And, as I realized on the long drive home yesterday, a miracle of timing.

If the river were running a little faster. If the rocks had hung us up a little longer. If our friends arrived before us. If we had stopped off to buy beer. If I had gone home instead of staying over. If I hadn’t come to town at all. If my friend and I had never met.

The encounter with the eagle–brief, powerful, and random–made me think of everyone I have known and all the people I have loved. There is probably a sacred math to explain all the vectors and intersections that allow us to find and know and love one another.

If I had used a different exit. If I had sat in a different seat. If I had gone to a different school. If there hadn’t been a war that delayed my parents’ marriage. If I had swiped left instead of right. If he had swiped right instead of left. The smallest variable can make all the difference.

I am grateful for the love I have, but I wonder where other choices might have led me. We saw an eagle fly right over our heads. Who knows? Perhaps if we had been a minute earlier, we might have seen a bear. Or a minute later… and nothing at all.



The Bridge


Bridges have so much poetic potential, and yet they terrify me. I do not fear falling; I fear jumping. This impulse is common enough that it has a name, “The Call of the Void,” which sounds real and literary but also a bit like a high school metal band. My fear extends a little past the usual uneasiness, however, because the times in my life when I have been suicidal, it was the height and accessibility of bridges that romanced me. When I felt that pull, it was such a relief to realize that I could simply avoid them.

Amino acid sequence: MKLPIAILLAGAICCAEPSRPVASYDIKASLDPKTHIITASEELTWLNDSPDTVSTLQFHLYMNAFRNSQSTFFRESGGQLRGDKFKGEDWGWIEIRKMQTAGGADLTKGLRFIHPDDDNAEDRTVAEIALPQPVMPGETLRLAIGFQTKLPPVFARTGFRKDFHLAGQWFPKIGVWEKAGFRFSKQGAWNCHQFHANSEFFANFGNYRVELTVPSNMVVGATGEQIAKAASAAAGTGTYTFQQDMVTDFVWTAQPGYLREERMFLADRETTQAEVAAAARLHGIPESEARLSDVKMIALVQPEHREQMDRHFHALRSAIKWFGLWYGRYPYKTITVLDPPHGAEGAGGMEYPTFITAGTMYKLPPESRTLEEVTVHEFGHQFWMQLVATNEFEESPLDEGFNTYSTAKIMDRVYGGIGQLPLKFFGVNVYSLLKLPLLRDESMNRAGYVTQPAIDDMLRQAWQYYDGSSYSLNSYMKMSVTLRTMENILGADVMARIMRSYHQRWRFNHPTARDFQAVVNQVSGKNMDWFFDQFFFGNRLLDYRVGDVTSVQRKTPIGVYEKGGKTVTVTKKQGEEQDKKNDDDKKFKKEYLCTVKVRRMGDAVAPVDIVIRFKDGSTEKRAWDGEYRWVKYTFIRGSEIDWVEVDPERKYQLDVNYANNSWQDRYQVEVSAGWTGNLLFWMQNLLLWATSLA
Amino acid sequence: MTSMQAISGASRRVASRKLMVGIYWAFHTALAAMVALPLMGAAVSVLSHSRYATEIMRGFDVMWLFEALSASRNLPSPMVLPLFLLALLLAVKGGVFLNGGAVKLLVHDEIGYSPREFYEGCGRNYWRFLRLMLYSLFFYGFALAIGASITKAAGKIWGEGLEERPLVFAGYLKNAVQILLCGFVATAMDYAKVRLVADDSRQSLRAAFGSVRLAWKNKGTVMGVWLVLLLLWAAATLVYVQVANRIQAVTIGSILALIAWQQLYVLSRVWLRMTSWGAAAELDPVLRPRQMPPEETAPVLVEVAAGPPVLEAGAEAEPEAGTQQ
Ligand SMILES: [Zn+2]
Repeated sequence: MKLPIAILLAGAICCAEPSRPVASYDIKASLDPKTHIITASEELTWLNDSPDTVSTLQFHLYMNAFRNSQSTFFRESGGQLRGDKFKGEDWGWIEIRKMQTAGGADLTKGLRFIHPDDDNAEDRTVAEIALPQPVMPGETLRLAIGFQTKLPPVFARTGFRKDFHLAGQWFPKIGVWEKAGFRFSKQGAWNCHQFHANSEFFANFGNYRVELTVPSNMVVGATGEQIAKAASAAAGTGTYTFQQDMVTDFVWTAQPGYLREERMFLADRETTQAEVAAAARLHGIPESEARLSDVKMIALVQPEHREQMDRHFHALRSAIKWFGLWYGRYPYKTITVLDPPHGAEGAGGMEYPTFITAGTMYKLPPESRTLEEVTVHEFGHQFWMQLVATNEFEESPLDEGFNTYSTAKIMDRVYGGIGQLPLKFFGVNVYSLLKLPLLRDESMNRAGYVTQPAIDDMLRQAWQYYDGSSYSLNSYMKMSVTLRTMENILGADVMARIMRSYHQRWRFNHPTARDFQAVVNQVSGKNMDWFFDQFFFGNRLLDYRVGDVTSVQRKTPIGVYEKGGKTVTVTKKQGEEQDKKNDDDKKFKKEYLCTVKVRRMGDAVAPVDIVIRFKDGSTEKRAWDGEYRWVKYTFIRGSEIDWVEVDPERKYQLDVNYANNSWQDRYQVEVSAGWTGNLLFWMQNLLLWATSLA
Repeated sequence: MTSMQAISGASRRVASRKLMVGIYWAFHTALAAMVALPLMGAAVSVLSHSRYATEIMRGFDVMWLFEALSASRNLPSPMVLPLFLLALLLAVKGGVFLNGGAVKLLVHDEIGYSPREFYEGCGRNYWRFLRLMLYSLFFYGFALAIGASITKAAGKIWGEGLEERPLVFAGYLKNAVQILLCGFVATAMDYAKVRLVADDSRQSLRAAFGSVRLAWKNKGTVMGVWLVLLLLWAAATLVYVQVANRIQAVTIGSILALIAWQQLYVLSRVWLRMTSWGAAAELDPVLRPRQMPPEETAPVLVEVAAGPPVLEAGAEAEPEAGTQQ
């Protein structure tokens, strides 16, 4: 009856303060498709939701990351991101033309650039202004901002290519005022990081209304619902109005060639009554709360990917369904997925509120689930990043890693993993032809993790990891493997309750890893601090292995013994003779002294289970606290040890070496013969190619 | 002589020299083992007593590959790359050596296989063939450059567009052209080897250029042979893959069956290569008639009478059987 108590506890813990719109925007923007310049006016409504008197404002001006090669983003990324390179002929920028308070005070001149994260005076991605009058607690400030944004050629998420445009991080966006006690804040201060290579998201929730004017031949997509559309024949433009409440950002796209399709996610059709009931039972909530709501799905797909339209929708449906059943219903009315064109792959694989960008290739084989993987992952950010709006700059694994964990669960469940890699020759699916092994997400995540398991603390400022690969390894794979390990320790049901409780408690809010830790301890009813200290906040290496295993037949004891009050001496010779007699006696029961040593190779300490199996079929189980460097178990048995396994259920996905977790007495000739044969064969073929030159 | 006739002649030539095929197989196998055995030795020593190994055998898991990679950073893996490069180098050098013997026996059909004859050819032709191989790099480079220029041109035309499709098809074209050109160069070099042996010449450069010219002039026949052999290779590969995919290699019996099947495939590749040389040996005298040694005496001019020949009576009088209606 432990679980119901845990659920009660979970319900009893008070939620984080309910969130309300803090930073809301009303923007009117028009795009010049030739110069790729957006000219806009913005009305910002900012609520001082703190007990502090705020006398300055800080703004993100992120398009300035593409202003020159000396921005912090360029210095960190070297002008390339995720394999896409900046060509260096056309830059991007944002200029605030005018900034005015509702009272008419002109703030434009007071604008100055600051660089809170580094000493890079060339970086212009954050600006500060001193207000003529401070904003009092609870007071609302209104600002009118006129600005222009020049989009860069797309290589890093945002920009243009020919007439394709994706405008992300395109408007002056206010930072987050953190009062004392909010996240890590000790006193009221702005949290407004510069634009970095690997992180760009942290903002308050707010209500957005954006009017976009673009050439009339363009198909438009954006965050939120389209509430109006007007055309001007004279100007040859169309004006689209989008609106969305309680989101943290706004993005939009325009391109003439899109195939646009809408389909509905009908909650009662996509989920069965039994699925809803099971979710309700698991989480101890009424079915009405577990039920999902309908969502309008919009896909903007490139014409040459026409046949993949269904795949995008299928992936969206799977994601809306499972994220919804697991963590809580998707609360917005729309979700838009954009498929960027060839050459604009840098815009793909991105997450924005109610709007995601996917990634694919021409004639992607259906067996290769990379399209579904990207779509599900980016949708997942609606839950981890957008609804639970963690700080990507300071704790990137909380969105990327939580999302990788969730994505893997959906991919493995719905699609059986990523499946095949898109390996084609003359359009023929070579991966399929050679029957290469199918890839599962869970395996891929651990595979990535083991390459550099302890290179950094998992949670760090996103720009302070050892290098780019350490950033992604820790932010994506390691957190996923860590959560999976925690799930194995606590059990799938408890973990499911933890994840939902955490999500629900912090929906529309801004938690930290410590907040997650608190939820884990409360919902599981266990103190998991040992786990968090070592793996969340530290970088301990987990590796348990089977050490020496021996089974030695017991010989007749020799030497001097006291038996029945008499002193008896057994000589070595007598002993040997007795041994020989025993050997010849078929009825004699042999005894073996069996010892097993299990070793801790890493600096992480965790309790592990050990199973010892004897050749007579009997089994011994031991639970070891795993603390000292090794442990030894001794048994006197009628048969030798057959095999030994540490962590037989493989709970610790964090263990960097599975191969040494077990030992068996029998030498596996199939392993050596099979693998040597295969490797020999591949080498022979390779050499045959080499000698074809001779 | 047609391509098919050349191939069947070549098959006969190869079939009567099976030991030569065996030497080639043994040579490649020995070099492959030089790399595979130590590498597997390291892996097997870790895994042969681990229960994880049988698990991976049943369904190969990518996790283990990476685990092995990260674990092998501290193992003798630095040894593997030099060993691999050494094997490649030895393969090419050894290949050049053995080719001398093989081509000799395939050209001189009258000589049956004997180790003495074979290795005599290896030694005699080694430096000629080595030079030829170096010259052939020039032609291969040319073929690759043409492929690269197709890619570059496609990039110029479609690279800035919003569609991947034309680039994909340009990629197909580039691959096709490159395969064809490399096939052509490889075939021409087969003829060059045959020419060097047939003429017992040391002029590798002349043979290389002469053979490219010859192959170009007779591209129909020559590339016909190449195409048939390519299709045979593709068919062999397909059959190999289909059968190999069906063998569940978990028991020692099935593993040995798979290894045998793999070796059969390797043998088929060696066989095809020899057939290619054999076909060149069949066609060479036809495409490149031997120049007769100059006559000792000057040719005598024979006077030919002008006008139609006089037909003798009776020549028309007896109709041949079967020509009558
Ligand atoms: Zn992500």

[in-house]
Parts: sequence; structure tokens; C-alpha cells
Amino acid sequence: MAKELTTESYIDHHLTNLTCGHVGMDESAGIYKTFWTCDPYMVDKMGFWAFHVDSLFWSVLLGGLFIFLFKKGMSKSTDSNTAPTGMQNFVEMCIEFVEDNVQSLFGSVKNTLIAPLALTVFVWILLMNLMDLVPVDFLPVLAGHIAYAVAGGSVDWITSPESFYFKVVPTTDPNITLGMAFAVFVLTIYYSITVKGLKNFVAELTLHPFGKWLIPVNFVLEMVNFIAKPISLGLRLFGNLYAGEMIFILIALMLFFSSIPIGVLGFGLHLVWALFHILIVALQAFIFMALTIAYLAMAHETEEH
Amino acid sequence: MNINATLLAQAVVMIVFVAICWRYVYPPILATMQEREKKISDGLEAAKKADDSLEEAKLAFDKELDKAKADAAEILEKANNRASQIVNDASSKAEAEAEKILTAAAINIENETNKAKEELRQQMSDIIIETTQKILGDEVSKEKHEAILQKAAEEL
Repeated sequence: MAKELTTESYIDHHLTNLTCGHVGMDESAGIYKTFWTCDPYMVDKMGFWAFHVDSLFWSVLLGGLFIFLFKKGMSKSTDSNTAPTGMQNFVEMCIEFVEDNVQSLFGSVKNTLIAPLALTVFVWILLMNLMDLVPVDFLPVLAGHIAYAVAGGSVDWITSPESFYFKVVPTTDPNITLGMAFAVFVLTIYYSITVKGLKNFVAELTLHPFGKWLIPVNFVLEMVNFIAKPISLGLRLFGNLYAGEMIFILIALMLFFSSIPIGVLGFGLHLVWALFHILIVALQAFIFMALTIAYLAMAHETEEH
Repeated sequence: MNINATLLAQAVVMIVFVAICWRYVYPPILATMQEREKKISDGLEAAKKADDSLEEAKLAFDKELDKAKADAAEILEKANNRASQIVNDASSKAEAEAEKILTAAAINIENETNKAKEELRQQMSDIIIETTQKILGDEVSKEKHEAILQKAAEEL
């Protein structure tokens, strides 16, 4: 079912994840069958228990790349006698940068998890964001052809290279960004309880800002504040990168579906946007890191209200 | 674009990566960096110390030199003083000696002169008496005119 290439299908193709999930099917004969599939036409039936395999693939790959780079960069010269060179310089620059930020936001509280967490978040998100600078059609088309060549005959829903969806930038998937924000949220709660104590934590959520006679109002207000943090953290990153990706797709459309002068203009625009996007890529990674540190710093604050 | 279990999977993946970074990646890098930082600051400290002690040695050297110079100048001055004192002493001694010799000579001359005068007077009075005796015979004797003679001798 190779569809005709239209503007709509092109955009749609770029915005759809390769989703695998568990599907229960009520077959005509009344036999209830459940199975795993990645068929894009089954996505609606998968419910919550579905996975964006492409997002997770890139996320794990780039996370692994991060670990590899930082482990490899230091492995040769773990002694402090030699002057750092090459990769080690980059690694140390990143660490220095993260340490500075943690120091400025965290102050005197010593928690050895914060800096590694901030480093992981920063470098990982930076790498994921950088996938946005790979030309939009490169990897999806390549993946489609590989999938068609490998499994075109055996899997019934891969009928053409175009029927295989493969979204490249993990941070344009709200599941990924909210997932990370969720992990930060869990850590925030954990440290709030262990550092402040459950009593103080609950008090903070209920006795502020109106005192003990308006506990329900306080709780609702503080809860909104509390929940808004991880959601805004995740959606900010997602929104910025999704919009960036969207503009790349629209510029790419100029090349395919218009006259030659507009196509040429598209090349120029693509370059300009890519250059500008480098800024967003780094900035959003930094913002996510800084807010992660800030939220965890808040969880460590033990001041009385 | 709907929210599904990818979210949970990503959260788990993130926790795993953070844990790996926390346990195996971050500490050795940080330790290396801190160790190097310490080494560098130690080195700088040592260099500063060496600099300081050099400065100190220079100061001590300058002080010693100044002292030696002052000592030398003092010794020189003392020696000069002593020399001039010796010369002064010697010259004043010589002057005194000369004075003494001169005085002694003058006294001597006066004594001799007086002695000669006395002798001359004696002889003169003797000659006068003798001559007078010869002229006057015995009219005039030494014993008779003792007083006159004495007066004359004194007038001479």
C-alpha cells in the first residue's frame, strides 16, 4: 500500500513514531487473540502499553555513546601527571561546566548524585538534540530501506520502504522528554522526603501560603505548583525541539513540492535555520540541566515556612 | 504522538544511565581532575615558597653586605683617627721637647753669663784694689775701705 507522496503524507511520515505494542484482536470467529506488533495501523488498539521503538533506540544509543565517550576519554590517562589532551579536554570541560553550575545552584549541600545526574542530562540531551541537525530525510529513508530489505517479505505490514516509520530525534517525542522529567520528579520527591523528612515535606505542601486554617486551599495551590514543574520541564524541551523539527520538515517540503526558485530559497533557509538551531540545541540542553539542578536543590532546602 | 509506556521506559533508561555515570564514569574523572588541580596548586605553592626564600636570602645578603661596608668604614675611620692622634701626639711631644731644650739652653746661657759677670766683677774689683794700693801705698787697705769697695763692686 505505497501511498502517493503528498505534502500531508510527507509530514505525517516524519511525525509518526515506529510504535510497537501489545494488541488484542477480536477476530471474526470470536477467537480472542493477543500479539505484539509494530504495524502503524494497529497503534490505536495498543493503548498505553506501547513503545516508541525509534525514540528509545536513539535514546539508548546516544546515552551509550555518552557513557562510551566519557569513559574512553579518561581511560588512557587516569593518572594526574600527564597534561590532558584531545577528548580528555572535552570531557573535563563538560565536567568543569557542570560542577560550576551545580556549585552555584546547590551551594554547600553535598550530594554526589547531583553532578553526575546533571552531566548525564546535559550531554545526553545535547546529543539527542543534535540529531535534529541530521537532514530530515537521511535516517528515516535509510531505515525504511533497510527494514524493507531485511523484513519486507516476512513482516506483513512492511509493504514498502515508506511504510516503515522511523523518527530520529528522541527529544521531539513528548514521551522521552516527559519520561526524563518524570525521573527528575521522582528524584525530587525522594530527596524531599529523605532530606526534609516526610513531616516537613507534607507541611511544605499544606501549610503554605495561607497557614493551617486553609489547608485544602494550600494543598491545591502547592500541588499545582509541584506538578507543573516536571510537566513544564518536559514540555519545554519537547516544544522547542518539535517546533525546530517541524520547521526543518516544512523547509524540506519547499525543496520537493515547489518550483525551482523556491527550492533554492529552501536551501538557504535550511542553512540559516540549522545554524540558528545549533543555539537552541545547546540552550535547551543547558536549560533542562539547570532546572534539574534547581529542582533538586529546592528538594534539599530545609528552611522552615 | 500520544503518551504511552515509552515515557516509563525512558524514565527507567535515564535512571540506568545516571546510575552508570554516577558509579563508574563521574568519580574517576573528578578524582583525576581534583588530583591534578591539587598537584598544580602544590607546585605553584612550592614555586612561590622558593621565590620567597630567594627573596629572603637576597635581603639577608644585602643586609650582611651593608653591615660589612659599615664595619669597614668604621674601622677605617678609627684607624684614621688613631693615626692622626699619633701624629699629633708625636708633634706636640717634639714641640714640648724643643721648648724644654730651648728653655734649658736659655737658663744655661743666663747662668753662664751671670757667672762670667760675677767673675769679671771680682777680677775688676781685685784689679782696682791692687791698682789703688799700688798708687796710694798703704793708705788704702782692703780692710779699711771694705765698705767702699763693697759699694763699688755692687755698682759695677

At present, though, I live in a city that requires me to cross a bridge frequently. It bothers me not a whit and, in fact, I am very good at navigating the complex merge that devastates the flow of traffic. For now, anyway, bridges have ceased being an imminent threat and are usually just a means of conveyance.

I am here, I want to be there. The bridge allows me to make the journey.